The Board’s Annual Retreat: Fun, Work, and Teaming!

By Beth Beutel, Board President

 

On Sunday August 19th, your Black Star Board of Directors took our annual pause from the monthly routine of Board work to focus on projects that require larger spans of time. This year, the Board has had a number of objectives: to ensure that every director was well trained for their role, to build alignment with the WA around our values and our processes, and to build a better team within the board itself. In case you haven’t been to a board meeting or checked out the meeting minutes, you should know that most Board meetings are primarily taken up with routine business, leaving previous little time for working towards these large goals. So our twice annual retreats in January and August are where most of the learning and teaming take place.

 

Throughout the year, the Team Leader Council (TLC) has asked the Board for better and more timely feedback about the direction the business is headed. As lay-people, not professional restaraunteurs or brewers, we were unsure what type of feedback would be best, and our bylaws and policies indicate clear delinations between board and staff work.. But at the TLC’s request, and after learning of a collaborative board and management planning process at the consumer co-op conference this year, I worked in collaboration with Kyle, a director on the Leadership Development Committee, and Chris Byram, our Board-Staff Liason, to develop a retreat plan that would provide timely and appropriate director input prior to the begining of the budget and planning process. And, we wanted it to be fun.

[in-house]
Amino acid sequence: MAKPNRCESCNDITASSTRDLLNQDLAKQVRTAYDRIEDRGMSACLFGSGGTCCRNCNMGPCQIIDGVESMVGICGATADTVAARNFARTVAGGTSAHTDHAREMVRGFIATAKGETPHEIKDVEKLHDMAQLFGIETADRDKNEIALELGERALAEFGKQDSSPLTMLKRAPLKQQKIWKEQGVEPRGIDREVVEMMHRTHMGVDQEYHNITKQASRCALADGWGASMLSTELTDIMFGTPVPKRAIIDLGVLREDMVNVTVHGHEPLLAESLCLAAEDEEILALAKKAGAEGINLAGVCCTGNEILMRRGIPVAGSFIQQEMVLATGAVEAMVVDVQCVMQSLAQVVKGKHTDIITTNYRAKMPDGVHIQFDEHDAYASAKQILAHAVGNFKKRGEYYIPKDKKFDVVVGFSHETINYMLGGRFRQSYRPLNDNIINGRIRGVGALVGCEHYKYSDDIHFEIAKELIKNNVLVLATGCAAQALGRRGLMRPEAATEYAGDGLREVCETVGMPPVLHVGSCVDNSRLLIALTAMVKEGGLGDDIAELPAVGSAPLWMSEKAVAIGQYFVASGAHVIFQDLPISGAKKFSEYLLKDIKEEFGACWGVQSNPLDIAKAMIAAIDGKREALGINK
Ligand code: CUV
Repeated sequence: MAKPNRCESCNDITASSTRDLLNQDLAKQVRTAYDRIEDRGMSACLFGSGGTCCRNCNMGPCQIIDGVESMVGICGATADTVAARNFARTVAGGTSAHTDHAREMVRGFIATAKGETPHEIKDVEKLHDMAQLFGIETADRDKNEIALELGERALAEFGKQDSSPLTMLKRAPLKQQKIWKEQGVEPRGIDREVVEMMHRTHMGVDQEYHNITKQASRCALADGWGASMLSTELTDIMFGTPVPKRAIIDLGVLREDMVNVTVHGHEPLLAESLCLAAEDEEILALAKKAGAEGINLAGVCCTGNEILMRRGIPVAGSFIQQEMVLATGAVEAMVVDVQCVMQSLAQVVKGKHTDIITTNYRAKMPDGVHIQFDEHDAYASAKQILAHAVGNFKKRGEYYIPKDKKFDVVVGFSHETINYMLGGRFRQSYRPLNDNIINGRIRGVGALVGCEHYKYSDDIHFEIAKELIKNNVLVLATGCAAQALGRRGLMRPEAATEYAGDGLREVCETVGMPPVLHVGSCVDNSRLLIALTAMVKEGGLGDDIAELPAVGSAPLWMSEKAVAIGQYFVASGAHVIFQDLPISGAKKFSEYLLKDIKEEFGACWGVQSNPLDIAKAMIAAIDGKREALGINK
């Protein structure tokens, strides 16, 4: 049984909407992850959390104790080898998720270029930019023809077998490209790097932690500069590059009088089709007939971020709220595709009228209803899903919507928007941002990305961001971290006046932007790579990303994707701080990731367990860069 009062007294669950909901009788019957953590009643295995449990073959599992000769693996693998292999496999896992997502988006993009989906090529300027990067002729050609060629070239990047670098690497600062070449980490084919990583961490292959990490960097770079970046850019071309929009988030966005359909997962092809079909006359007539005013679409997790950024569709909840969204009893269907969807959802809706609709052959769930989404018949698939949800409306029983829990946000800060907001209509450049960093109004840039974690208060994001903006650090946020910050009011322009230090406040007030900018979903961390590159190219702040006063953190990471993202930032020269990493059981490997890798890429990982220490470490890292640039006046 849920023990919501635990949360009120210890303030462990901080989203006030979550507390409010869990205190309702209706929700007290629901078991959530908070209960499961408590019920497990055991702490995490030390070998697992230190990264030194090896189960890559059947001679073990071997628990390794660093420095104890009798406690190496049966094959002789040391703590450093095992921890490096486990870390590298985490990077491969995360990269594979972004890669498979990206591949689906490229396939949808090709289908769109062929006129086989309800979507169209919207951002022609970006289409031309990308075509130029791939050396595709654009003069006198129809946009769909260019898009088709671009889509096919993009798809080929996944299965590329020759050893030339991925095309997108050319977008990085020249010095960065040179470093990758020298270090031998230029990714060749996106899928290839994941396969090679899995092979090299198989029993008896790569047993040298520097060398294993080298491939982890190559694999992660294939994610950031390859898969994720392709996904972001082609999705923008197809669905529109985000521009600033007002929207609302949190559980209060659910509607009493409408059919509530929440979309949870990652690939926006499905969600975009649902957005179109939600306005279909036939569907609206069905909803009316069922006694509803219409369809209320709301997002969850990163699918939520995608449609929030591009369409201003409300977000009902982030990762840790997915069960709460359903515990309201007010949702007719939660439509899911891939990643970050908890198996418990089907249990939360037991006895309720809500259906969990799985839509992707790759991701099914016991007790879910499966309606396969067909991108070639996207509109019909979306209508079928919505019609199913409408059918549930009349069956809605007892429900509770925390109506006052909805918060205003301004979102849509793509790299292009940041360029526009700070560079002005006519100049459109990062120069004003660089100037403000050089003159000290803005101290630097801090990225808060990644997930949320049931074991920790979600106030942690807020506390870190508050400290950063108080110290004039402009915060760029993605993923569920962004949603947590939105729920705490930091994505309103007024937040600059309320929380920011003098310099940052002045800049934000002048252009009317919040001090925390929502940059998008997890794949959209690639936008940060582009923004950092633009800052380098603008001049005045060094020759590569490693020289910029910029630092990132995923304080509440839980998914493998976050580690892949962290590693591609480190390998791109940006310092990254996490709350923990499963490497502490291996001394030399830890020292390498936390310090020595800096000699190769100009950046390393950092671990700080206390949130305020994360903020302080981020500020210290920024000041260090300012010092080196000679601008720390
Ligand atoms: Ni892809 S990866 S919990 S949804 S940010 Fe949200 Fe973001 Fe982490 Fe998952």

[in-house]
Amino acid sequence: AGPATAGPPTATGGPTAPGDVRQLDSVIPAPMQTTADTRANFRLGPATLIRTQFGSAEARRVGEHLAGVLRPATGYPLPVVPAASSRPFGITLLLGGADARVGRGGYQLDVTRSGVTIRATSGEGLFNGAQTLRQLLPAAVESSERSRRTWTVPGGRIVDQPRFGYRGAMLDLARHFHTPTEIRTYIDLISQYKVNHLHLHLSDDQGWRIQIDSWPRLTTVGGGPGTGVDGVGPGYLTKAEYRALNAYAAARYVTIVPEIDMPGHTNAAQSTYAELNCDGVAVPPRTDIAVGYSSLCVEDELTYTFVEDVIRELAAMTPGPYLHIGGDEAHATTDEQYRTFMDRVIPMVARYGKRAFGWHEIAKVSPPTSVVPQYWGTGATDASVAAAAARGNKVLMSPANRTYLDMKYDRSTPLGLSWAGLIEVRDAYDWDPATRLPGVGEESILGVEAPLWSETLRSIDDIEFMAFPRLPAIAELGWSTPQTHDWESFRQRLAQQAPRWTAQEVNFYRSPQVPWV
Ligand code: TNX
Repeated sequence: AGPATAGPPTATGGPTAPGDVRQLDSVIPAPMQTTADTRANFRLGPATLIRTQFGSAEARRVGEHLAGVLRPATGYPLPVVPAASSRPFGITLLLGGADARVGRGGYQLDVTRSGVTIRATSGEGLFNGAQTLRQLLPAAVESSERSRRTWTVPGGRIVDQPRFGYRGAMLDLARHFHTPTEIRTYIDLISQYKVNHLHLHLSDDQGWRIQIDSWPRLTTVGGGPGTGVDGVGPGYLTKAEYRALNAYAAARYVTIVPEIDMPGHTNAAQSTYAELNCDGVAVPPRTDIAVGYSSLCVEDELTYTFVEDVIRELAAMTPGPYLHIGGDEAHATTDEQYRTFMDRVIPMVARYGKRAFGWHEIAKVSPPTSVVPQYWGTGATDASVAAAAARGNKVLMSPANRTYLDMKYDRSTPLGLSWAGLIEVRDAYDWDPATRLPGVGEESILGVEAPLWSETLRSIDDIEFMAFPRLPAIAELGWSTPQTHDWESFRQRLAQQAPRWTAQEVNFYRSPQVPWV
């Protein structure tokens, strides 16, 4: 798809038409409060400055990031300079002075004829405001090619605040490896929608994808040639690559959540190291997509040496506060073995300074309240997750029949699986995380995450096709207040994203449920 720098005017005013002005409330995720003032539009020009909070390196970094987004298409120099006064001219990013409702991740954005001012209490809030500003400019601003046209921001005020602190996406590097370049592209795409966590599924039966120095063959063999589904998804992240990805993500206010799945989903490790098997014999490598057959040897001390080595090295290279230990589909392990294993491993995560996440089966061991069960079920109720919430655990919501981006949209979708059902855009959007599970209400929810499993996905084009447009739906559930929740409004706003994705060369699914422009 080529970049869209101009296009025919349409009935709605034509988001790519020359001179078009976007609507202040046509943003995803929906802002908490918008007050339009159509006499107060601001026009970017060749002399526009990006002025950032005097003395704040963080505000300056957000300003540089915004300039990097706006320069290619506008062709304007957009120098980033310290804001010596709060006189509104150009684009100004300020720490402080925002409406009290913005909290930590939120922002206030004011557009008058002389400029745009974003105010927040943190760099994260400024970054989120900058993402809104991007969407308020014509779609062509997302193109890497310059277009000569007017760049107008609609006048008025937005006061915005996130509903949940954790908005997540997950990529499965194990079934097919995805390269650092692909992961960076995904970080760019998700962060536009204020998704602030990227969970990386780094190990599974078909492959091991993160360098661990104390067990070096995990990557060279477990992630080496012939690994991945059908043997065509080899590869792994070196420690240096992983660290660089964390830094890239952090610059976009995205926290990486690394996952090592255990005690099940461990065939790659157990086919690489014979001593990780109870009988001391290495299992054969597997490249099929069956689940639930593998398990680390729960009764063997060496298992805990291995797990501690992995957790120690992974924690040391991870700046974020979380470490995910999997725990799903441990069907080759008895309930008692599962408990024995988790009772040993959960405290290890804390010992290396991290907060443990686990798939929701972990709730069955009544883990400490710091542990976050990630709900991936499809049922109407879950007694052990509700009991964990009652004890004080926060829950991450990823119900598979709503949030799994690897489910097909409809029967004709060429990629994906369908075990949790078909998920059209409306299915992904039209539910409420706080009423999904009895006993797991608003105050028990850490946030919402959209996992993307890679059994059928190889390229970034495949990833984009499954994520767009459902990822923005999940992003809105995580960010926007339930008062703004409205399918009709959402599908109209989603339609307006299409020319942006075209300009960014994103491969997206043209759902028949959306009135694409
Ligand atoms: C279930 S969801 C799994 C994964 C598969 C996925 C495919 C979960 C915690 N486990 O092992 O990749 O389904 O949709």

We organized the Retreat agenda to ensure we had a clear understanding of some key components of our business before we launched into planning activities. First, Greg Cumpton, Leadership Development Committee Chair, reviewed our Memeber-Investor Share Offering. Then Chris B, Andy, Jodi, Will, and Brian from the WA arrived as scheduled to see competitive reconnaissance reports from the Board. Our directors, and volunteer facilitator Kenley Maddux, presented on our homework assignment of going to one of six breweries around town to take photos, order food, note menu pricing, sample the beers, etc, and report back to the Board. We probably could have just looked at yelp reviews, but that wouldn’t have been as fun.